So many good things are happening, it’s hard to know where to start.

The little wild blueberries are here in such profusion that bowls of half blueberries/half cheerios are daily delights.
Typing urges surge as elbow malaise quiets.
Roseledge Books is stimulating the economy with $250.00 worth of women’s t-shirts because my women friends complain that the unisex Roseledge Books t-shirts, wonderful though they are, are just too big. “And isn’t that a good thing,” inserts an eavesdropping male browser, multipurposefully.
And the screen-fuzzed webcam picture just gets more and more useful.

Fig. #60. An unexpected pleasure.

Fig. #60. As Carolyn Chute said (I think), "Mainers don't waste their front yards." Or is it art? Either way, an unexpected pleasure. (Not on the webcam.)

You may recall from last summer that the first webcam user to say anything asked me to turn it to the left so he could check on his boat moored in the harbor when he wasn’t here. I pointed out the big trees in the way and suggested he get a different mooring. This we both knew was easier said than done.

Then, about a week ago, Roseledge Book Regulars from away sent me an email noting that the webcam pictured rain, rain, fog, rain, etc. Was it cold, too? It was to answer their question that the picture caption from the last post read as it did. Then son, Charlie, hopped right to it and enhanced the webcam to include temperature and weather conditions.

Maybe leaving best ’til last, yesterday a local artist wanted to know if the late sun on the boats was noteworthy, and, as it is one of visiting friend Millie’s favorite five minutes of the day, she said, oh, yes (with enthusiasm), but maybe best for boat shadows when the tide was coming in. Then the clincher: she suggested that the artist could check the webcam, and if all looked promising, head over. Are we talking a harbor service or what!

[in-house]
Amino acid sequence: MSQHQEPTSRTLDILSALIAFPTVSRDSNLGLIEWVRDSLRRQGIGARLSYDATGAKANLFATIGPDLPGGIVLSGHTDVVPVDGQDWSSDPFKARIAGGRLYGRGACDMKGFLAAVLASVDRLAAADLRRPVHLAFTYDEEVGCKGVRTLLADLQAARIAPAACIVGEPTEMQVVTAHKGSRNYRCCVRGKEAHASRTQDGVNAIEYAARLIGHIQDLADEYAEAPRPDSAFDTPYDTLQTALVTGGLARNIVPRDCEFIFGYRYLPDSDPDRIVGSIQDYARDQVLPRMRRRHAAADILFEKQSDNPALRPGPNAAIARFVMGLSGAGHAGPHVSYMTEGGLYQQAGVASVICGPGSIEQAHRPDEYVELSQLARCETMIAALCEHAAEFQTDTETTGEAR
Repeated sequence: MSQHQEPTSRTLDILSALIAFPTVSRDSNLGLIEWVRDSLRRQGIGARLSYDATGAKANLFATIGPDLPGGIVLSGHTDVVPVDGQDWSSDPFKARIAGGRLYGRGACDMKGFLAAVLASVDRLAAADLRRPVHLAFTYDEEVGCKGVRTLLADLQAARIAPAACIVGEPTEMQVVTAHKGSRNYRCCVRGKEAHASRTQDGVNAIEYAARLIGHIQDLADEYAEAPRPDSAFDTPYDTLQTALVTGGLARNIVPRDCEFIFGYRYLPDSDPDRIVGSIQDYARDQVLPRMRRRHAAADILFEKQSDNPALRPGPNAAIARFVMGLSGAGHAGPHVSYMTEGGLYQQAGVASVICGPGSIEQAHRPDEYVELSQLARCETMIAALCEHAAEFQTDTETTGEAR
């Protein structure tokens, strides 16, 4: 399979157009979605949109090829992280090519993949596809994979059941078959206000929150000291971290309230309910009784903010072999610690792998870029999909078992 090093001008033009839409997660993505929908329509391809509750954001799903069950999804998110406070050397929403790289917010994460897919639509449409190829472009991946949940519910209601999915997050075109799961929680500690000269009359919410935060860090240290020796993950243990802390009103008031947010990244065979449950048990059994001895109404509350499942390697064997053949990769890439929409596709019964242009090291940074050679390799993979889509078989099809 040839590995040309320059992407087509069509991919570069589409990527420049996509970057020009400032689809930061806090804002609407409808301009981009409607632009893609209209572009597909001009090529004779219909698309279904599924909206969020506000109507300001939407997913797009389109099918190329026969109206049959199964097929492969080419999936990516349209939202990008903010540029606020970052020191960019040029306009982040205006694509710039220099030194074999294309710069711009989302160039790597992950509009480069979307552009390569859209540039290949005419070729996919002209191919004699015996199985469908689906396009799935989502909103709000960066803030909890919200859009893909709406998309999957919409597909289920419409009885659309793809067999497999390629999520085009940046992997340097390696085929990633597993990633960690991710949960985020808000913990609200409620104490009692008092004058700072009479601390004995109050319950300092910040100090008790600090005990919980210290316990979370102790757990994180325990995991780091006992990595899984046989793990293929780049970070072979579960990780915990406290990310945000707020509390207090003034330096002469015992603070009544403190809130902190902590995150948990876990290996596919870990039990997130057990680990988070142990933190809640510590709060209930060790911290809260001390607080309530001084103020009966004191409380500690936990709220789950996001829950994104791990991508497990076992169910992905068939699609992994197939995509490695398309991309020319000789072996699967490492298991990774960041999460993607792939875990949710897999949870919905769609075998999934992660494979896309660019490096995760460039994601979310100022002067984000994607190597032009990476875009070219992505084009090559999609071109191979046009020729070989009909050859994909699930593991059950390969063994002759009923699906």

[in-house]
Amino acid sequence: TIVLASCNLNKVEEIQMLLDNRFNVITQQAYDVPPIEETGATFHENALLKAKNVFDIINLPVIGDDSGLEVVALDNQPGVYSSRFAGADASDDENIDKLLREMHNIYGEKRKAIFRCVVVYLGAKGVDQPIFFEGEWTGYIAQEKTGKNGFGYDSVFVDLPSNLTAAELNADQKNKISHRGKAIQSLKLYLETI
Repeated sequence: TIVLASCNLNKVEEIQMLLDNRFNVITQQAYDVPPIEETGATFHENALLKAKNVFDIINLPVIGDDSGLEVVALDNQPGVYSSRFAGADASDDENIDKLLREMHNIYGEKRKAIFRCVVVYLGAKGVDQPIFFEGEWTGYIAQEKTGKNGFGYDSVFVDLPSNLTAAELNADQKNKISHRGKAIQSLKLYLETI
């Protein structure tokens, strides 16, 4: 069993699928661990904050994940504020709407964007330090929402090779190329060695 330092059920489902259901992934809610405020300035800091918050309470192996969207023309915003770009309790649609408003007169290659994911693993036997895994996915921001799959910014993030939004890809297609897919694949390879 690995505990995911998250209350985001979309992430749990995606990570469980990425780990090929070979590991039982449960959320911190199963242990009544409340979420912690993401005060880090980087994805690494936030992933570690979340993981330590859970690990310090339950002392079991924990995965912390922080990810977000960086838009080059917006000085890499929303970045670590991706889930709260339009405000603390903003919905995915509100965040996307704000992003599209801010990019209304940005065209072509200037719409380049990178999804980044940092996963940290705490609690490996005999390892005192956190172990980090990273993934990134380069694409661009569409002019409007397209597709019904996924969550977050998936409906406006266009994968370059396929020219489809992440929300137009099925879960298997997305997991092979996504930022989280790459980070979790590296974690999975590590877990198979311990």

Fig. #61. The perfect spot to sit and read and think about things is where you find it.  Marshall Point has the perfect spots, Roseledge Books the just-right book.

Fig. #61. The perfect spot to sit and read and think about things is where you find it. Marshall Point has the perfect spots; Roseledge Books has the perfect book.

I finished reading Cara Black’s Murder in the Sentier and liked it a lot because it was about a part of Paris in the detail I need to get a sense of a place I’ve never been and because the story hinged on protagonist, investigatorAimee Leduc’s American mother, a 1970’s radical revolutionary. I love learning the details of new places, e.g. Randy Wayne White’s Black Widow, John Burdett’s Bangkok Tattoo, Martin Cruz Smith’s Havana Bay, and still think a traveler’s bookstore of books, but no travel guides, arranged geographically would be fun to try. Friend Jerry and I did workshops giving prizes to those who could peg the most murder mysteries to the most places. Good times.

I’m starting Elizabeth Strout’s Olive Kittredge tonight. The book takes place in Maine, and I want to know if the author captured a “Maine voice.” This is tricky to do anytime, but it is especially tricky if you do not have some kind of continuing relationship with the people of a place, and the blurb suggests author Strout does not. I’ll keep you posted.

Now it is time to head to the porch and pursue our search for a favorite summer wine because La Puerta, the favorite of the last two summers, is no longer readily available and, without a car, a readily available choice is the only way to keep Rockland errand-runners as friends. The current front-runner is La Poule Blanc. Yes, The White Chicken.

If the webcam doesn’t show bug-stopping fog, it lies.

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